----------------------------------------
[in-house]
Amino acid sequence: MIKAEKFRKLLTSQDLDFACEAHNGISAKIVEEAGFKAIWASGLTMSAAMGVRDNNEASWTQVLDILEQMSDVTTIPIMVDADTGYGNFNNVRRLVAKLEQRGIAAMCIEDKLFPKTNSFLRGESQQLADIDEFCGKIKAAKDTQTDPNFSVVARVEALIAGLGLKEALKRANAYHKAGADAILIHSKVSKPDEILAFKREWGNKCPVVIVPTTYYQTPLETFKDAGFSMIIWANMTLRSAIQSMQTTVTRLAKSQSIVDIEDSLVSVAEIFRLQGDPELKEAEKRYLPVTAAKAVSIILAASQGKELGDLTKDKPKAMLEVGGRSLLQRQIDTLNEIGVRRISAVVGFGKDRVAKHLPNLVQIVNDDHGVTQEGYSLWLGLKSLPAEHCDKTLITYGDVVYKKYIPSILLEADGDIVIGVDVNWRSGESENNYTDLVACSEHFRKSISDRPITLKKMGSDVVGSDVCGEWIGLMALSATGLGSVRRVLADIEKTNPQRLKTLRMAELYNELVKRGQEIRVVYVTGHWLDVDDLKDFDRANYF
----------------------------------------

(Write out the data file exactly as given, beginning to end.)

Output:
[in-house]
Amino acid sequence: MIKAEKFRKLLTSQDLDFACEAHNGISAKIVEEAGFKAIWASGLTMSAAMGVRDNNEASWTQVLDILEQMSDVTTIPIMVDADTGYGNFNNVRRLVAKLEQRGIAAMCIEDKLFPKTNSFLRGESQQLADIDEFCGKIKAAKDTQTDPNFSVVARVEALIAGLGLKEALKRANAYHKAGADAILIHSKVSKPDEILAFKREWGNKCPVVIVPTTYYQTPLETFKDAGFSMIIWANMTLRSAIQSMQTTVTRLAKSQSIVDIEDSLVSVAEIFRLQGDPELKEAEKRYLPVTAAKAVSIILAASQGKELGDLTKDKPKAMLEVGGRSLLQRQIDTLNEIGVRRISAVVGFGKDRVAKHLPNLVQIVNDDHGVTQEGYSLWLGLKSLPAEHCDKTLITYGDVVYKKYIPSILLEADGDIVIGVDVNWRSGESENNYTDLVACSEHFRKSISDRPITLKKMGSDVVGSDVCGEWIGLMALSATGLGSVRRVLADIEKTNPQRLKTLRMAELYNELVKRGQEIRVVYVTGHWLDVDDLKDFDRANYF